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Abstract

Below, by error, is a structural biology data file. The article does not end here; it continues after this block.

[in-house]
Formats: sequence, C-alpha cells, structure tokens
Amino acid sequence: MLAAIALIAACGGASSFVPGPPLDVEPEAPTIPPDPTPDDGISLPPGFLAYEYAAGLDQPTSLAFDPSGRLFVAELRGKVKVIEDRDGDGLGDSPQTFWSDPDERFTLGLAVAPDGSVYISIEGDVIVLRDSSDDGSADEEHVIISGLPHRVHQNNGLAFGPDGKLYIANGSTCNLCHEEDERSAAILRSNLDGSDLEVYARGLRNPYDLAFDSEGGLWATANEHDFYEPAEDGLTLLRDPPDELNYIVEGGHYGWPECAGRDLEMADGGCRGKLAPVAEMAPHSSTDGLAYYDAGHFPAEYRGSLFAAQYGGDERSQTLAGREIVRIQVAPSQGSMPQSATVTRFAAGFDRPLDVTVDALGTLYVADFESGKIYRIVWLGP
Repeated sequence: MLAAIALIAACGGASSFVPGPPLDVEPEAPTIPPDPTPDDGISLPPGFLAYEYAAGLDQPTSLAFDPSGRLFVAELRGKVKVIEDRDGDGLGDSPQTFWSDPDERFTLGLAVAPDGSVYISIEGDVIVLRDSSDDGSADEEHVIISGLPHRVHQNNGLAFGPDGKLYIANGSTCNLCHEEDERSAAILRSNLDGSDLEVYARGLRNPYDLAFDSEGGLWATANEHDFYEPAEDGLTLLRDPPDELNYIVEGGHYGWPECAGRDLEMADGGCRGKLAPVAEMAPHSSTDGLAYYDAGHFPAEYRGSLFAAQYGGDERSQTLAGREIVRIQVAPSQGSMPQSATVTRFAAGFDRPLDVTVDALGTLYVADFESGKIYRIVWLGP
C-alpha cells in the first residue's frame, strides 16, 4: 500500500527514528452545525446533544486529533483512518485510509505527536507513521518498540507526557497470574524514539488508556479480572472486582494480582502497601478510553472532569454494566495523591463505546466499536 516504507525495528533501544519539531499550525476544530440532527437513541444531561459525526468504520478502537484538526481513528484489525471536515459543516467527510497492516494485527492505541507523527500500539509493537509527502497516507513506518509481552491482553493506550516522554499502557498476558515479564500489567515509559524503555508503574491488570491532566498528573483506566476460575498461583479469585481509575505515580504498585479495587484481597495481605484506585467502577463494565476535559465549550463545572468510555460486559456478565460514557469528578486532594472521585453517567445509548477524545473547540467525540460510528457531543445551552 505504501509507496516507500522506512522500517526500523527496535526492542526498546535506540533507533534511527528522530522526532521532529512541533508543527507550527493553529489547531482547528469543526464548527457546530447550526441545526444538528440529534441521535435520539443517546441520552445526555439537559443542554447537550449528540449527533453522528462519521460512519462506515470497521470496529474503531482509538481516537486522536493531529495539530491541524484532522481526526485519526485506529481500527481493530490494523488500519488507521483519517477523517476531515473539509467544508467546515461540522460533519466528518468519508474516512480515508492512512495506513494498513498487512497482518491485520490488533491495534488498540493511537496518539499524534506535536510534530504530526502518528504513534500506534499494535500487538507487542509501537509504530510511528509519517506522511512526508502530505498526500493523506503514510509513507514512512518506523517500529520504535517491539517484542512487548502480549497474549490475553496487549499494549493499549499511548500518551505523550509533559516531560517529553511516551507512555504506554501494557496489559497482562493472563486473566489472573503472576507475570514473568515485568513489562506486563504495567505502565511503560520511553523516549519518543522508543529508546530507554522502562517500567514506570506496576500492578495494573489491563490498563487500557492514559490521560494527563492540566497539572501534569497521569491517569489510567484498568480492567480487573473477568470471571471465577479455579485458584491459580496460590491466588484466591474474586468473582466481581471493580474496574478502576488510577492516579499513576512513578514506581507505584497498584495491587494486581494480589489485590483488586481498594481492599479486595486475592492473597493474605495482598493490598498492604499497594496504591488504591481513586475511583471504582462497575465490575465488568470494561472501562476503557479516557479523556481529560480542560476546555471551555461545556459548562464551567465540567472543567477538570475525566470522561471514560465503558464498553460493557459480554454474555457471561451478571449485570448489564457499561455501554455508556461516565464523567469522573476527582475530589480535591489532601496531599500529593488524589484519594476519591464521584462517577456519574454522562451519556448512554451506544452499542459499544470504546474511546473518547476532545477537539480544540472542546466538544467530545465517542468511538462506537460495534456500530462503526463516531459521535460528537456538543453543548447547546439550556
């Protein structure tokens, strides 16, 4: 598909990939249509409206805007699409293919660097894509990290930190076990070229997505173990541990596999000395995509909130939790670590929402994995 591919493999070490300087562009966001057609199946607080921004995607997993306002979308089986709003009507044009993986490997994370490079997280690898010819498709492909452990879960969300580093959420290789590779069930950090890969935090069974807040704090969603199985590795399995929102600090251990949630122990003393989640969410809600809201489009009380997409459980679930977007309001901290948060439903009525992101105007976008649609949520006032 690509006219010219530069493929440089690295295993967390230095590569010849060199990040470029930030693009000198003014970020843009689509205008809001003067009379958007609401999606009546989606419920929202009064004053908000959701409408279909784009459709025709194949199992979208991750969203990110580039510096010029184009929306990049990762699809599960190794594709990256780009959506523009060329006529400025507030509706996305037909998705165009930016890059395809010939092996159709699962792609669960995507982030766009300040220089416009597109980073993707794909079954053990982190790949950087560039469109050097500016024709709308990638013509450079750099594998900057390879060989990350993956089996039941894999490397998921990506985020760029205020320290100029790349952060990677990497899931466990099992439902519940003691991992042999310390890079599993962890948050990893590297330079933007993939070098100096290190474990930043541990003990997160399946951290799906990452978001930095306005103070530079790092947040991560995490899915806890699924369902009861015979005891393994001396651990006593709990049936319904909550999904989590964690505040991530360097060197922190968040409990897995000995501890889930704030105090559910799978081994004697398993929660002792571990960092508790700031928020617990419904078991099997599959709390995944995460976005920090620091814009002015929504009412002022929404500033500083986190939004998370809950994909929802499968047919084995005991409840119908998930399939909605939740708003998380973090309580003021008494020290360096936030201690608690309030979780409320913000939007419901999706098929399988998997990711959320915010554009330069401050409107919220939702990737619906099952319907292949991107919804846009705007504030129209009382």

Vaccination is a common routine for prevention and control of human and animal diseases by inducing antibody responses and cell-mediated immunity in the body. Through vaccinations, smallpox and some other diseases have been eradicated in the past few years. The use of a patho- gen itself or a subunit domain of a protein antigen as immunogens lays the basis for traditional vaccine development. But there are more and more newly emerged pathogens which have expe- rienced antigenic drift or shift under antibody selective pressures, rendering vaccine-induced im- munity ineffective. In addition, vaccine development has been hampered due to problems includ- ing difficulties in isolation and culture of certain pathogens and the antibody-dependent enhancement of viral infection (ADE). How to induce strong antibody responses, especially neu- tralizing antibody responses, and robust cell-mediated immune responses is tricky. Here we re- view the progress in vaccine development from traditional vaccine design to reverse vaccinology and structural vaccinology and present with some helpful perspectives on developing novel vac- cines.
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